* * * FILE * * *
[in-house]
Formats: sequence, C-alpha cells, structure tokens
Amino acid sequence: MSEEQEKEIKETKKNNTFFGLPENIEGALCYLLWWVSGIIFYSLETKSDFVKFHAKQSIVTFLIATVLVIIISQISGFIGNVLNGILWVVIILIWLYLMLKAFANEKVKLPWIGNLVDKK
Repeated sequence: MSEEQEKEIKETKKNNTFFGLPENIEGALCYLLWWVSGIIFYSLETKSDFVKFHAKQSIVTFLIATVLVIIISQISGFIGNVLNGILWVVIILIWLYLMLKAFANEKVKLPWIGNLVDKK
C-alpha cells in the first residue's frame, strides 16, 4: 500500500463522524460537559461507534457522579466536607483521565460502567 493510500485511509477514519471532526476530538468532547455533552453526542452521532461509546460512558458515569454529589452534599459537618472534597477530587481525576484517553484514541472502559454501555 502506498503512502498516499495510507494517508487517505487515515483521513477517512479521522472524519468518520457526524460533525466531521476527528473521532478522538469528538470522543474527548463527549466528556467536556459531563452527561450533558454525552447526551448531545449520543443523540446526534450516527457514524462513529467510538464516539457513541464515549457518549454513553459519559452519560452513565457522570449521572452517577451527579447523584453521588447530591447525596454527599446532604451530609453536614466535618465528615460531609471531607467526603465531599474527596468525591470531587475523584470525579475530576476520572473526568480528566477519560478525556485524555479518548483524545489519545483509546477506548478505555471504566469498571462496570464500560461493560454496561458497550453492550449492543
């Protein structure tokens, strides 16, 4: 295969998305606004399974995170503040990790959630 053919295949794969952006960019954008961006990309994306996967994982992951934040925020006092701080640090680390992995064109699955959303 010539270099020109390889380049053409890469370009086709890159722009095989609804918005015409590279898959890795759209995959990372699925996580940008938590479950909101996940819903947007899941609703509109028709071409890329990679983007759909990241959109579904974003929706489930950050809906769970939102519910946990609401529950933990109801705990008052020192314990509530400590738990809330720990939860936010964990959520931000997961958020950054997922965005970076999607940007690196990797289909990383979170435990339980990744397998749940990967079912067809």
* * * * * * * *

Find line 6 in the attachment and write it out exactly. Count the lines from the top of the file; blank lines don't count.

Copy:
């Protein structure tokens, strides 16, 4: 295969998305606004399974995170503040990790959630 053919295949794969952006960019954008961006990309994306996967994982992951934040925020006092701080640090680390992995064109699955959303 010539270099020109390889380049053409890469370009086709890159722009095989609804918005015409590279898959890795759209995959990372699925996580940008938590479950909101996940819903947007899941609703509109028709071409890329990679983007759909990241959109579904974003929706489930950050809906769970939102519910946990609401529950933990109801705990008052020192314990509530400590738990809330720990939860936010964990959520931000997961958020950054997922965005970076999607940007690196990797289909990383979170435990339980990744397998749940990967079912067809």